Winter is coming and with that dreaded cold drawing near, here are three books students should read to inspire, motivate, cultivate or take a spoon full of the sweetest laughter every student needs.
A Supposedly Fun Thing I’ll Never Do Again by David Foster Wallace
While on assignment for Harper’s magazine, Wallace writes seven nonfiction essays on the topic of Middle-America culture like taking Caribbean Cruises or the one vacation that you actually hated, and it was much less a vacation than previously anticipated. In this story, Wallace writes in the most vivid of ways about the mundane, supposedly fun things on a Caribbean Cruise. It is the cruise ship staff that is trying overtly hard to demonstrate what fun is and the mere idea of fun becomes absolutely, horrendously creepy in a way that makes you laugh and think. We have all looked back on that one vacation or trip, and we shrivel up inside with pure dread. Another essay that Wallace is noted for is his infamous time spent at an Illinois State Fair, Ticket to the Fair. He writes of baton twirlers being thrown in to the air and coming down hard on random, unfortunate spectators to the out-right mystifying career that is the carny, with whom you give money to but win nothing back.
A Handmaid’s Tale by Margaret Atwood.
Atwood writes a chilling novel that will surpass the time for years to come. Published in 1998, Atwood tells the story through her beautiful prose of Offred, who has been abducted for the pure benefit of her procreation. Offred and many others end up at a house where they are called Handmaids, which are the women who are fertile enough to bear children for their leaders. During the times of the current political climate with the debates strong on abortion and women’s rights, this book brings a terrifying alternative to what could be.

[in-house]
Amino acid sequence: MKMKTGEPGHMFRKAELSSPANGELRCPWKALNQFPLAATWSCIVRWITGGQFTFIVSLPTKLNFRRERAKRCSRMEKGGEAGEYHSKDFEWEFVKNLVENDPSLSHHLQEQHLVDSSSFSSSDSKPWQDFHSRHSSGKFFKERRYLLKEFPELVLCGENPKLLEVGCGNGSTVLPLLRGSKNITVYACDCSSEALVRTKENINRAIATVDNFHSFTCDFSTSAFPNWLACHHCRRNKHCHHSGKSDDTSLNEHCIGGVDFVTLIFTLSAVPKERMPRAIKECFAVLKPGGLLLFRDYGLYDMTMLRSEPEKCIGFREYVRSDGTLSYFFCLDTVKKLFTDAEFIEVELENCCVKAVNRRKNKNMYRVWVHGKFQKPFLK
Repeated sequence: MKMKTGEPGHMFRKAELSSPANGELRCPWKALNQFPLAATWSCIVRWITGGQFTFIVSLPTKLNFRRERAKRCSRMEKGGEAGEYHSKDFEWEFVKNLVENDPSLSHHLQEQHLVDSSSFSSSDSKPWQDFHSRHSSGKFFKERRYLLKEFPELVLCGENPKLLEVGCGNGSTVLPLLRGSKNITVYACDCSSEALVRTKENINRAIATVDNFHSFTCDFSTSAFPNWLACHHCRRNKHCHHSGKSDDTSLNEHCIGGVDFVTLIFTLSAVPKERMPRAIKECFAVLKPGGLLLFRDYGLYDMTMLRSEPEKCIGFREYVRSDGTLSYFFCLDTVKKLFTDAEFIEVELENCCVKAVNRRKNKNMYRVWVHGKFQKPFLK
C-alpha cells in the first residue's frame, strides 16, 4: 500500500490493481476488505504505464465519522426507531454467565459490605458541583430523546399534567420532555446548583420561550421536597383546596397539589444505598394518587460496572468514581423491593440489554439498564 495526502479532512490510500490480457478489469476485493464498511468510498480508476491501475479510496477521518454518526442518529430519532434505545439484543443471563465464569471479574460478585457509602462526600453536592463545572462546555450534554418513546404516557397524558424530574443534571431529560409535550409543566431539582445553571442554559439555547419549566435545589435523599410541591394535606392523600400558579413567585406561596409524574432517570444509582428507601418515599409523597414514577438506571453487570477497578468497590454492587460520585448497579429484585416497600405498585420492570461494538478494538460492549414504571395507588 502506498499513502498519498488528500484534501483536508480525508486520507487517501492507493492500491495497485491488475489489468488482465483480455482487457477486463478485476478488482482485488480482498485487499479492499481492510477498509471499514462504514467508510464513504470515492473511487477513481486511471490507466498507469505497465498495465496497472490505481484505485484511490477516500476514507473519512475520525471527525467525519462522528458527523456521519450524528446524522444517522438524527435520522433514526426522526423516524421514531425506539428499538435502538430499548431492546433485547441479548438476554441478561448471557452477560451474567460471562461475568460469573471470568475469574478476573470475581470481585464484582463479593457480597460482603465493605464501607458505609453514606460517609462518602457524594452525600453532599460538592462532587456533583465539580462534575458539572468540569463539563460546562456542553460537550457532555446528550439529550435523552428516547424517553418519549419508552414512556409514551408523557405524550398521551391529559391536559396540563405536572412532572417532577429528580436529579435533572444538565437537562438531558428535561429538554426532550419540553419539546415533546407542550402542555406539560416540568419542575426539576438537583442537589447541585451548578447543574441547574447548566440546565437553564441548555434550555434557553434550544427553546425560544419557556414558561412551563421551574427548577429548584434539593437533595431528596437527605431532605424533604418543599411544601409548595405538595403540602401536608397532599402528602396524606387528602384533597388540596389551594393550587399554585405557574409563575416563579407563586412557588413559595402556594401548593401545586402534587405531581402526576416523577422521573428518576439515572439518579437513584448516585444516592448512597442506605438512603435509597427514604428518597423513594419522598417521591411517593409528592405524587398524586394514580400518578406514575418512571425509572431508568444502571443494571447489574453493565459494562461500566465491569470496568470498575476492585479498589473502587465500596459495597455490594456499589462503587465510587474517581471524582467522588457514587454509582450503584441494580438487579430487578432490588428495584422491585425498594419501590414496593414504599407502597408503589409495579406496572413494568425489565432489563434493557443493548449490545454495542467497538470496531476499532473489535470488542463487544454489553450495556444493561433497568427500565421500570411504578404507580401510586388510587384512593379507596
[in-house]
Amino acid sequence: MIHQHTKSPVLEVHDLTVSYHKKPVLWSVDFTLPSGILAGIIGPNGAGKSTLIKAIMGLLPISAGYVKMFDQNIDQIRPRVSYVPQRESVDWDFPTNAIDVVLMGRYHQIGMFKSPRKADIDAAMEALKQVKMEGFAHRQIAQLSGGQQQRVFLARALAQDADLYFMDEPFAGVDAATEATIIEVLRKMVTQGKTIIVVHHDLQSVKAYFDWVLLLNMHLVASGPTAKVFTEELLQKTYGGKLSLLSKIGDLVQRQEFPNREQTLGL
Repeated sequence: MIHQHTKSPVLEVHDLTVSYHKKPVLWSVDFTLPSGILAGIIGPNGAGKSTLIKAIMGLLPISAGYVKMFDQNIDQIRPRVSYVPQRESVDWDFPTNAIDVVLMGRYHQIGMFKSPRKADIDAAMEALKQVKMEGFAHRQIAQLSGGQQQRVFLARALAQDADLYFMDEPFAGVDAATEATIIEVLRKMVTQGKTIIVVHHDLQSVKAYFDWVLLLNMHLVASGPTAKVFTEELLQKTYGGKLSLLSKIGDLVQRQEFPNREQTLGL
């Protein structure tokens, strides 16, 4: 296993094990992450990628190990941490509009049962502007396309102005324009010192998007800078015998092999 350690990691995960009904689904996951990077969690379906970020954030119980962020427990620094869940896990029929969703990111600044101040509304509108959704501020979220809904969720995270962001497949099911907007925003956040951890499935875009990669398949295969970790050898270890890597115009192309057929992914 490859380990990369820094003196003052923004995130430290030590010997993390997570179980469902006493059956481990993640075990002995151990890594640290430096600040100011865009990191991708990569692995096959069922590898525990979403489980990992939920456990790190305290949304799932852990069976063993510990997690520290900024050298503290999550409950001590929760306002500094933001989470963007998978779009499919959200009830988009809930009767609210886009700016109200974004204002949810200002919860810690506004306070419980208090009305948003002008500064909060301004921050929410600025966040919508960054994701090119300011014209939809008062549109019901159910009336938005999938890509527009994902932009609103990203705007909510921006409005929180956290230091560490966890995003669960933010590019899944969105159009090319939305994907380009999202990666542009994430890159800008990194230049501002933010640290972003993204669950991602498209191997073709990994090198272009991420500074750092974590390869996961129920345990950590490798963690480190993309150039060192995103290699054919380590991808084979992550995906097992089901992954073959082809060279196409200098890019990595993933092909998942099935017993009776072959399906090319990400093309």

Astrophysics for People in a Hurry by Neil DeGrasse Tyson.
This book cannot come more highly recommended by me. Written by well-known astrophysicist, Neil DeGrasse Tyson, he writes a book that is small enough to fit in your pocket but is packed with enough knowledge about our universe that it blows the mind. He answers many of the questions some of us may have had or do have now about, “How do we (or I) fit within the universe?” He doesn’t fluff up any of the terminology at all, but he does explain it in a way that the reader will be able to understand. He writes about how religion plays a role and what the benefit is with them, as well as expounding on the Big Bang to black holes and quantum mechanics. It’s the perfect book on those nights when there is not a cloud in sight and the stars are so bright one would want to try to count them.